Jennifer Hudson’s live show look by her Voice UK make-up artist!

Celebrity make-up artist Elizabeth Rita, gives us some backstage tips on Jennifer Hudson’s The Voice UK live show look

We catch up with make-up artist Elizabeth Rita, whose celebrity clients include Rita Ora, Sam Smith and The Vamps. She spills the beans on Jennifer Hudson’s live show look on The Voice UK and gives us tips on make-up for darker skin tones.

Elizabeth Rita


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Left: Jennifer Hudson’s live show look by Elizabeth Rita. Right: Another one of Jennifer’s looks from the Voice UK 


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Describe Jennifer Hudson’s live show look
Jennifer Hudson’s make-up can only be described with one word: flawless! Adam Burrell is her personal make-up artist and he’s at the top of his game – he does a beautiful job. She has a different look each week to match her wardrobe and they all have a sassy yet sophisticated edge. Whether it’s a strong, dark lip or a fierce, smokey eye, her make-up always perfectly frames her personality.

What foundation would be best for Jennifer’s skin tone?
To get Jennifer Hudson’s look, I recommend using the Make Up For Ever ‘Ultra HD’ Liquid Foundation (£29.90) and then Bobbi Brown Skin Foundation Stick (£31). I actually like combining the two brands to create a flawless, bespoke finish for my each of my clients. Remember, no two faces are the same. Regardless of foundation, it’s all about your base look – which is why the place to start is to cleanse your skin. I recommend Nivea’s MicellAIR Micellar Water for Sensitive Skin, it contains antioxidant-packed grape-seed oil, making it especially calming and leaves no redness. It also leaves 0% residue so won’t interfere with your makeup.

Is TV make-up heavier than ‘going-out’ make-up?
TV make-up has to be absolutely impeccable for HD filming (those cameras don’t lie) but it also needs to be bold enough so that a studio audience can see them. When you put your going out make-up on, it gives you confidence and makes you feel good about the night ahead. It’s the same with performers: make-up helps transform a normal human being into a character or their showbiz alter-ego (think Beyoncé and Sasha Fierce!), it gives them the confidence they need to go on stage and slay. It’s a powerful tool.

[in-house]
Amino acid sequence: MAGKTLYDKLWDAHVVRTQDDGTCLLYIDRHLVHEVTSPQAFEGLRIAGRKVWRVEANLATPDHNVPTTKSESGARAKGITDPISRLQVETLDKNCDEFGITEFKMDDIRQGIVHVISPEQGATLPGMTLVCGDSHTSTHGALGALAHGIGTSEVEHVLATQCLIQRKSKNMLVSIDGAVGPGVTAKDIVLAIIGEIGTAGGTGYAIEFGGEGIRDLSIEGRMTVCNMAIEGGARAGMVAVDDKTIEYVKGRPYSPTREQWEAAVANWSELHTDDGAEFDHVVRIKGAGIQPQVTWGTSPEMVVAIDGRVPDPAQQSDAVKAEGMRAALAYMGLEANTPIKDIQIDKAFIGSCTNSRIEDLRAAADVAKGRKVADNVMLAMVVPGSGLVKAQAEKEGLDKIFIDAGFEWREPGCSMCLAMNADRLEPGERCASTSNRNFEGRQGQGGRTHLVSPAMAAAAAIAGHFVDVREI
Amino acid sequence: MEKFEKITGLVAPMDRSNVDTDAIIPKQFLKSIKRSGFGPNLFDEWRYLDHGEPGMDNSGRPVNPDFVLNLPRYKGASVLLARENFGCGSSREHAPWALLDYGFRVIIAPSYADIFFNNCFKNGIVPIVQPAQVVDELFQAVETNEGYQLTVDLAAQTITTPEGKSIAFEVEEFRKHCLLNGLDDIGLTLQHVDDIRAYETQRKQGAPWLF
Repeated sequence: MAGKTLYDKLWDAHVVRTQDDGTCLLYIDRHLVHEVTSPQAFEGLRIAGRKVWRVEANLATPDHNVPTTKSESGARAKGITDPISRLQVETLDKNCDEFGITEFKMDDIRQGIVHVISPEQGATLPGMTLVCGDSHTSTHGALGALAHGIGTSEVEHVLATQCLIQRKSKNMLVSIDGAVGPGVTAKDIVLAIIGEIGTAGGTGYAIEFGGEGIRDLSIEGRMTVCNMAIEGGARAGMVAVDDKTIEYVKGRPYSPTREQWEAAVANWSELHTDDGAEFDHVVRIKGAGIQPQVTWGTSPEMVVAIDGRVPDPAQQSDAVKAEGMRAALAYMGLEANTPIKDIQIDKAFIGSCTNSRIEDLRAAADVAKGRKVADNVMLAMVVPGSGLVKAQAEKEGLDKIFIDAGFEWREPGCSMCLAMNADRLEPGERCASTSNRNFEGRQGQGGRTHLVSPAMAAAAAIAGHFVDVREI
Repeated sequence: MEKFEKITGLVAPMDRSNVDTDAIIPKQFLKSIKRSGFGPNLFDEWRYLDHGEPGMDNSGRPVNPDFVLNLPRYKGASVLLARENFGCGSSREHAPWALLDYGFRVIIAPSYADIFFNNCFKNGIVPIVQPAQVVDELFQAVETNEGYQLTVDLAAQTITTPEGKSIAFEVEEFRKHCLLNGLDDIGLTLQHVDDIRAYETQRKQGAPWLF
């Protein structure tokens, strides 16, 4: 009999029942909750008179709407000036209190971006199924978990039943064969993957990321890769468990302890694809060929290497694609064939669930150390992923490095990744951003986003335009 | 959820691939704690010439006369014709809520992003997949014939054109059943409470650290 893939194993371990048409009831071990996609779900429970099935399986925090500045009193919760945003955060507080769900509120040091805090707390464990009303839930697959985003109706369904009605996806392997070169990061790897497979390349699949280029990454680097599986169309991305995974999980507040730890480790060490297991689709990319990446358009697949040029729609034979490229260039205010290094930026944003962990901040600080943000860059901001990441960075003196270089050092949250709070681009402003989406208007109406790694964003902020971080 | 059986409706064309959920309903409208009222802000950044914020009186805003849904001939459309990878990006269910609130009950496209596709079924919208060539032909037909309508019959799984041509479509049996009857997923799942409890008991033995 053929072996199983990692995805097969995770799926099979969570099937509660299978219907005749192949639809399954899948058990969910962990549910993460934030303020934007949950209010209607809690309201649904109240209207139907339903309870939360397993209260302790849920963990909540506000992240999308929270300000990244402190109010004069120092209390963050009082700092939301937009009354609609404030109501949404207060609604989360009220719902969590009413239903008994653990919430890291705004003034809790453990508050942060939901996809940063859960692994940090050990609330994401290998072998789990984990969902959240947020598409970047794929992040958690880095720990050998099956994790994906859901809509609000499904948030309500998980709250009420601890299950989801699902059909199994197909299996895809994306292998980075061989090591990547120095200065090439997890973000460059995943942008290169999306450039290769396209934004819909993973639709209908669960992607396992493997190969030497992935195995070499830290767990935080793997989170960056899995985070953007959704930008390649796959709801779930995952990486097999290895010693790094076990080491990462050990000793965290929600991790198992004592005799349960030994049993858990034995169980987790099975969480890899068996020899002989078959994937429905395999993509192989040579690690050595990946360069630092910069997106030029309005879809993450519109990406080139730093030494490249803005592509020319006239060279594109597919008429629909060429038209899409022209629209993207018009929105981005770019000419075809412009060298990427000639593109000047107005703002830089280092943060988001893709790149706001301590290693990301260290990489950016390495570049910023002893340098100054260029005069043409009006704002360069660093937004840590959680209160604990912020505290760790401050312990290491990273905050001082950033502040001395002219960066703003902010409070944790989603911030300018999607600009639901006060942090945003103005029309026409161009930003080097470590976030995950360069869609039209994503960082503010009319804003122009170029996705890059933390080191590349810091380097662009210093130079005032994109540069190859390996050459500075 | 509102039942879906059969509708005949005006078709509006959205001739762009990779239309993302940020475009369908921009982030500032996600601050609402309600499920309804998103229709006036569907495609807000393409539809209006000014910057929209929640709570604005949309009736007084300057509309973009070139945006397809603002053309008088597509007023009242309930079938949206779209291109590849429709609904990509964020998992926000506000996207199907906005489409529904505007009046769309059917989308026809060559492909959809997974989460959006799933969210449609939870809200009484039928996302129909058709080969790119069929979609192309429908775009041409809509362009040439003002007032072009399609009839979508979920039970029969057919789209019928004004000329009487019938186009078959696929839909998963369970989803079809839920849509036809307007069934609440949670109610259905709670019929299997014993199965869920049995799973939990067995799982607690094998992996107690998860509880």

Baking is all over the ‘gram. Do you use this technique?
I love a bit of baking (the process by which foundation is applied, then a thick coat of light powder is applied to the face – under the eyes, cheekbones, bridge of the nose, chin, and forehead – for definition and is left on to be ‘warmed’ into the skin by your body heat for 10 to 30 minutes) but when I say a bit, I do actually only mean a bit. I’ve noticed that some people are going really over the top with it and end up looking slightly alien-like. It can work for Insta when you add loads of filters but I can’t rely on filters when I’m making up celebrities so ease up, girls. You can have too much of a good thing.


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Elizabeth’s top picks for a flawless face

[/one_half_last] How do you get that 3D look?
3D is all about shading, whether you’re wanting to contour your face or enhance your lips or bulk out your brows. You need to shade and play with light: the shaded darker area pushes the lighter, un-shaded area forward, which makes it look bigger and the shaded area smaller.

What are your favourite products to use on darker skin tones?
I think brows are really important for everyone but especially for darker skin tones. Brows frame your eyes and your face, so you can’t forget about them. I find that a lot of black girls often have very fine brows and need a little bit of extra brow love. I use Chelsea Beautique Eyebrow Powder (£15). It’s waterproof so will stay put and it has a lovely, smooth texture, which is rare in powders. It’s really easy to enhance your natural shape or create something new for your eyebrows.

What make-up tricks would you recommend for darker skin tones?
Similarly to the eyebrows, girls with darker skin tones can often have very fine lashes or very curly ones, so popping on a set of falsies can make all the difference. I love Ardell Wispies or Demi-Wispies (£4.95) – they look great on TV and in real life.

Model Duckie Thot said to ES magazine that many makeup artists still can’t do her make-up! What are your thoughts on that?
It’s madness that some artists are still struggling to properly work with very dark skin tones. I can completely understand where Duckie is coming from, I’ve seen it with my own eyes time and time again. Some make-up artists give darker skin an awful ashy finish and just don’t know what products to use. Make-up colleges NEED to train artists in the full spectrum of skin tones and if you haven’t been trained, it’s your responsibility as an artist to address that. If a model with very dark skin is going to floor you, then I don’t fancy your chances for being re-booked…

Name three favourite SS18 catwalk beauty trends…
Glitter, glitter, glitter! It was sparkling all over the catwalks, but not in a mermaid-y/unicorn way, in a grungy, punkier way. and Ryan Lo had shows that positively SPARKLED and I am here for it.

Glitter at Francesco Scognamiglio S/S18

Many designers had a bit of a doodling session with the eyeliners this year. All shapes and sizes of liners were used with Marc Jacobs to Fendi all getting in on the action. I also saw a lot of wicked electric shades that allow your eyes do all the talking. House of Holland had a major affair with colour this season with aquamarine, orange and pinks. LOVE.

NIVEA is the official backstage care partner to The Voice UK

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